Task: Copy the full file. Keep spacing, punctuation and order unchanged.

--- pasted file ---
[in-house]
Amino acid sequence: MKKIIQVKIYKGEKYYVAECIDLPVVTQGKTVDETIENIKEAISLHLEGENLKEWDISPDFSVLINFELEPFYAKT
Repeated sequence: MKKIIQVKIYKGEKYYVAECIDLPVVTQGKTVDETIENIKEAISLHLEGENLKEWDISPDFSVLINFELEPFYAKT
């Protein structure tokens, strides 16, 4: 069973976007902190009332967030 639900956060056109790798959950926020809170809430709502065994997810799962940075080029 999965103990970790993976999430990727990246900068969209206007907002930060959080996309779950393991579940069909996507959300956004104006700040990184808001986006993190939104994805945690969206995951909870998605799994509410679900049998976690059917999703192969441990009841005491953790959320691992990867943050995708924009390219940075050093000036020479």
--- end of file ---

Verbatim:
[in-house]
Amino acid sequence: MKKIIQVKIYKGEKYYVAECIDLPVVTQGKTVDETIENIKEAISLHLEGENLKEWDISPDFSVLINFELEPFYAKT
Repeated sequence: MKKIIQVKIYKGEKYYVAECIDLPVVTQGKTVDETIENIKEAISLHLEGENLKEWDISPDFSVLINFELEPFYAKT
């Protein structure tokens, strides 16, 4: 069973976007902190009332967030 639900956060056109790798959950926020809170809430709502065994997810799962940075080029 999965103990970790993976999430990727990246900068969209206007907002930060959080996309779950393991579940069909996507959300956004104006700040990184808001986006993190939104994805945690969206995951909870998605799994509410679900049998976690059917999703192969441990009841005491953790959320691992990867943050995708924009390219940075050093000036020479």